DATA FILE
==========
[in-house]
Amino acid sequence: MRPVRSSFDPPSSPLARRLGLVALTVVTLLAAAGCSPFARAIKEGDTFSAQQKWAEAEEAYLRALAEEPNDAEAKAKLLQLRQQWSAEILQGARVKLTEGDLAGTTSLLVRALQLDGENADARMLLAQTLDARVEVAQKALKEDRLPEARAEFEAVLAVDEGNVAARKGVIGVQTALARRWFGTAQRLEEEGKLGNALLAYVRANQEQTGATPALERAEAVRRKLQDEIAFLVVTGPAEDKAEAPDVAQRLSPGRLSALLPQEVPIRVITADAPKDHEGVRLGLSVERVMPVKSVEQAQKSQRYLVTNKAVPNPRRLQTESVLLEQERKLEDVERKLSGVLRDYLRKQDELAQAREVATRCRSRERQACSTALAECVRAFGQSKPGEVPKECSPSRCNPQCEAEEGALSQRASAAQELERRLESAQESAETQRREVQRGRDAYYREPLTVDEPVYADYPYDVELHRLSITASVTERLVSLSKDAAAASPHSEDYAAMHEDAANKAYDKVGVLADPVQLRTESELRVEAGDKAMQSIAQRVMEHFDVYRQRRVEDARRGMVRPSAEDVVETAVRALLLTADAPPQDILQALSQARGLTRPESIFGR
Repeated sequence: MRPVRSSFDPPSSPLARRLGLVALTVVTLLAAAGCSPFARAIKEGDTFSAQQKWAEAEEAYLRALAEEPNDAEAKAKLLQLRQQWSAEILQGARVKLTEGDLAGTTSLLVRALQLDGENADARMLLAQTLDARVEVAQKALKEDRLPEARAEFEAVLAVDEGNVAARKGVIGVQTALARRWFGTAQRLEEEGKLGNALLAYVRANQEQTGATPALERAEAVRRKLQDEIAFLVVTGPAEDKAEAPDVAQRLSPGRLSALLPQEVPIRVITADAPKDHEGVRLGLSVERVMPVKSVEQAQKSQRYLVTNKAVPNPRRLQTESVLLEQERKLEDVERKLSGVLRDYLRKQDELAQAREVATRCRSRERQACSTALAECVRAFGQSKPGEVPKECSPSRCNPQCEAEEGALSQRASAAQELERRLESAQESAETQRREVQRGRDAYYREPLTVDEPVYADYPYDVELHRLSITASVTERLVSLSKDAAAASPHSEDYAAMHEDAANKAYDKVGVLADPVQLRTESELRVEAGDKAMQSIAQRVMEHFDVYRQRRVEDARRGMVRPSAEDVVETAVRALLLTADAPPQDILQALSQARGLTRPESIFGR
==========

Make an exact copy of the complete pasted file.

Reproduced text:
[in-house]
Amino acid sequence: MRPVRSSFDPPSSPLARRLGLVALTVVTLLAAAGCSPFARAIKEGDTFSAQQKWAEAEEAYLRALAEEPNDAEAKAKLLQLRQQWSAEILQGARVKLTEGDLAGTTSLLVRALQLDGENADARMLLAQTLDARVEVAQKALKEDRLPEARAEFEAVLAVDEGNVAARKGVIGVQTALARRWFGTAQRLEEEGKLGNALLAYVRANQEQTGATPALERAEAVRRKLQDEIAFLVVTGPAEDKAEAPDVAQRLSPGRLSALLPQEVPIRVITADAPKDHEGVRLGLSVERVMPVKSVEQAQKSQRYLVTNKAVPNPRRLQTESVLLEQERKLEDVERKLSGVLRDYLRKQDELAQAREVATRCRSRERQACSTALAECVRAFGQSKPGEVPKECSPSRCNPQCEAEEGALSQRASAAQELERRLESAQESAETQRREVQRGRDAYYREPLTVDEPVYADYPYDVELHRLSITASVTERLVSLSKDAAAASPHSEDYAAMHEDAANKAYDKVGVLADPVQLRTESELRVEAGDKAMQSIAQRVMEHFDVYRQRRVEDARRGMVRPSAEDVVETAVRALLLTADAPPQDILQALSQARGLTRPESIFGR
Repeated sequence: MRPVRSSFDPPSSPLARRLGLVALTVVTLLAAAGCSPFARAIKEGDTFSAQQKWAEAEEAYLRALAEEPNDAEAKAKLLQLRQQWSAEILQGARVKLTEGDLAGTTSLLVRALQLDGENADARMLLAQTLDARVEVAQKALKEDRLPEARAEFEAVLAVDEGNVAARKGVIGVQTALARRWFGTAQRLEEEGKLGNALLAYVRANQEQTGATPALERAEAVRRKLQDEIAFLVVTGPAEDKAEAPDVAQRLSPGRLSALLPQEVPIRVITADAPKDHEGVRLGLSVERVMPVKSVEQAQKSQRYLVTNKAVPNPRRLQTESVLLEQERKLEDVERKLSGVLRDYLRKQDELAQAREVATRCRSRERQACSTALAECVRAFGQSKPGEVPKECSPSRCNPQCEAEEGALSQRASAAQELERRLESAQESAETQRREVQRGRDAYYREPLTVDEPVYADYPYDVELHRLSITASVTERLVSLSKDAAAASPHSEDYAAMHEDAANKAYDKVGVLADPVQLRTESELRVEAGDKAMQSIAQRVMEHFDVYRQRRVEDARRGMVRPSAEDVVETAVRALLLTADAPPQDILQALSQARGLTRPESIFGR